This spring, my weekdays consist of rising at 6 a.m., working until 3:15, and usually class or rehearsal, while my weekends are full of dance or song practices and performances—a pretty packed term, I would say! Nevertheless, change is inevitable; sometimes our plates are full and, as long as what you’re spending time on is nutritious, time is never wasted.
For my first co-op, I have been working at CareSource, a nonprofit that provides public healthcare programs in Ohio, while also continuing my work as an artist and becoming a part of a Black farming project. As part of my farming work, I have been attending one class a week at the Edgemont Incubator Farm Program, which teaches me how to care for and prepare the soil, about different types of pests and weeds, time management, and introduces us to marketing outlets that will allow us to sell our very own produce. Every Wednesday, I feel so drained when I get off work so the thought of class from 5:30 to 8:30 just seems like so much, but I’ve made the effort to make it to every class no matter what, and, without fail, I am reenergized as soon as we begin.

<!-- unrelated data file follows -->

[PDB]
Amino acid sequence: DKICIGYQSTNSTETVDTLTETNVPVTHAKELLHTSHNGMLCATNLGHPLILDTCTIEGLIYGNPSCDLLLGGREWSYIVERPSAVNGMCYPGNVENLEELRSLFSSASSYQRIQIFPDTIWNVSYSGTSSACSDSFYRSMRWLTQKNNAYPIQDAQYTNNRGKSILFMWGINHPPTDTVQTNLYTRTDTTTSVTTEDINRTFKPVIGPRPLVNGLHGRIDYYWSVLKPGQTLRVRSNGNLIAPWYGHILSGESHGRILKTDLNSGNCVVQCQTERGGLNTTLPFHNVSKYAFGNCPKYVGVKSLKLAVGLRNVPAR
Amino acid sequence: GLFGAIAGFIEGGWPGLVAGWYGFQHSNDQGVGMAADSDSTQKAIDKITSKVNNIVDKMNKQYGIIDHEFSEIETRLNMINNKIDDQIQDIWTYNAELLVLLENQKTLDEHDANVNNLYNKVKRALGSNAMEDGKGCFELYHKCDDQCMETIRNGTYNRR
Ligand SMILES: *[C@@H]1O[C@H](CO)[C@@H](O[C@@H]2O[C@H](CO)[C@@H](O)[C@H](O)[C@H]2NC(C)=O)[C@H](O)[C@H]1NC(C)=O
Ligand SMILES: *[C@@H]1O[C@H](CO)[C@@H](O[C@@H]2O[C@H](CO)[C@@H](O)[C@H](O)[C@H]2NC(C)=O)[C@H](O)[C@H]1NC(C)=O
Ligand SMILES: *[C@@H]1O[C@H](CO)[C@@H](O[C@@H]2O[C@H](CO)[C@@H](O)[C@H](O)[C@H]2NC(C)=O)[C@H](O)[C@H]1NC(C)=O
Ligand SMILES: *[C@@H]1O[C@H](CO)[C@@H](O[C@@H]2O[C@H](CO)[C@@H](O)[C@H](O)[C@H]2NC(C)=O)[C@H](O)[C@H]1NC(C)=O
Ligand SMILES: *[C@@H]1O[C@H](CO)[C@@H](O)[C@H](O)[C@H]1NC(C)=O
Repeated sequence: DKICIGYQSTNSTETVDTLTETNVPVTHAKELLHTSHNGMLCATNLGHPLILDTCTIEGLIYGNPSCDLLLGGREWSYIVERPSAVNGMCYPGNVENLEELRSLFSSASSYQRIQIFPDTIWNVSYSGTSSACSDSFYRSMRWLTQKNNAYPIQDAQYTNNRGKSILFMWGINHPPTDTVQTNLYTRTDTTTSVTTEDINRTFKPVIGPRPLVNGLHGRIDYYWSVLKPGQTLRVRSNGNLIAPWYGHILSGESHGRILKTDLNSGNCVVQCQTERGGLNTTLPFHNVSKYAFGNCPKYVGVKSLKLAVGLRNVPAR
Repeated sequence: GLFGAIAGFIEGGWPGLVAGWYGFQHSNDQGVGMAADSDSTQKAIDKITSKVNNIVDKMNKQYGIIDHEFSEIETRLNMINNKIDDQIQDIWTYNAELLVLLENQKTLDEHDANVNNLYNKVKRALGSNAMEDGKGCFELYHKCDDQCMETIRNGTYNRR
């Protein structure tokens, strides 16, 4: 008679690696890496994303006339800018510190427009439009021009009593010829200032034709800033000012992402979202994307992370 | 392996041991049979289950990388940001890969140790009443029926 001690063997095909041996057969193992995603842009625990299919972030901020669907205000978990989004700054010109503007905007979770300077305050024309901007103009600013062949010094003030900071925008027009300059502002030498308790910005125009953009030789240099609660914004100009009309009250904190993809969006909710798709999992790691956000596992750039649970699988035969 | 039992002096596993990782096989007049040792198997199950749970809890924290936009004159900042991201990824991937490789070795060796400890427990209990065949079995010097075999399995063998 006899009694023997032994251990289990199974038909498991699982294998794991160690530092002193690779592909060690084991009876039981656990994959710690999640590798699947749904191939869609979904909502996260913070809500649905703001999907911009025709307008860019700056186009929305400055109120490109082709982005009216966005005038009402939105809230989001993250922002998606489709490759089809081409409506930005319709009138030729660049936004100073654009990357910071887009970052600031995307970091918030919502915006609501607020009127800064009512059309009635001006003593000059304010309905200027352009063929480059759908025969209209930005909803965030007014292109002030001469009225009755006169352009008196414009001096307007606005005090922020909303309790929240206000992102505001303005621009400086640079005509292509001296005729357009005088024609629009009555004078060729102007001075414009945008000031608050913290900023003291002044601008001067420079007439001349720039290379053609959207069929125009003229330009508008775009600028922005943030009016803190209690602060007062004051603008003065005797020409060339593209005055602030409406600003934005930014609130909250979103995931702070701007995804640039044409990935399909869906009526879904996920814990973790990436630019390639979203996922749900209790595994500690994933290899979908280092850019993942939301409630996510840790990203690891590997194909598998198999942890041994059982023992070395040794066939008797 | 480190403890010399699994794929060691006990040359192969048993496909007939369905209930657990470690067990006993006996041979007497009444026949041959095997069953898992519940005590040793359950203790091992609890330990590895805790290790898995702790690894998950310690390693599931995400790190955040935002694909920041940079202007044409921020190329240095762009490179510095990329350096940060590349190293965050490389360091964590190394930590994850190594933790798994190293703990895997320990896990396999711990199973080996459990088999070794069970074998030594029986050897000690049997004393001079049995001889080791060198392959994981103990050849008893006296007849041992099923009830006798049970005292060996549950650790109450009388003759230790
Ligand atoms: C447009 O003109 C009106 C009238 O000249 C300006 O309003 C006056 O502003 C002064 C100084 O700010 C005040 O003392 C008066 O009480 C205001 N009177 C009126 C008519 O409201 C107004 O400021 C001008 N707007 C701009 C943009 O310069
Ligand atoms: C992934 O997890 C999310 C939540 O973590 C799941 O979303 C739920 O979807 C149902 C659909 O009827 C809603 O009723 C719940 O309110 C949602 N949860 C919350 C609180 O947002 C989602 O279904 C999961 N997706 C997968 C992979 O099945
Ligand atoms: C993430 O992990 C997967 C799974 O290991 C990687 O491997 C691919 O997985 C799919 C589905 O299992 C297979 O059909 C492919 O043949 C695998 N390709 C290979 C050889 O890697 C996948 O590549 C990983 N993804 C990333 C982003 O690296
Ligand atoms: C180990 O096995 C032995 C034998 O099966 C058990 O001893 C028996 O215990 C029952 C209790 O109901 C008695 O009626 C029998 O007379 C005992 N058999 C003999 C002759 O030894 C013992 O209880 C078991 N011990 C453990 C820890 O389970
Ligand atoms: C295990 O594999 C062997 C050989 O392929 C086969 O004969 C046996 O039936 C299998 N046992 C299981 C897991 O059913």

My partner, Reggie, my friend, Dionte, and my father are also a part of my journey to become a Black Millennial farmer! It’s exciting venturing out onto our plots of land to see what hard work and dedication look like. I’ll give you a visual—it looks like bushels of healthy red kale that were transplanted a few weeks ago, sprouting onions and scallions (or seeds still germinating below the surface), other members’ tomatoes, and a groundhog wobbling away with its stomach full of our lettuce. This is a thrilling adventure I am embarking on! Grateful to have this opportunity in my hometown!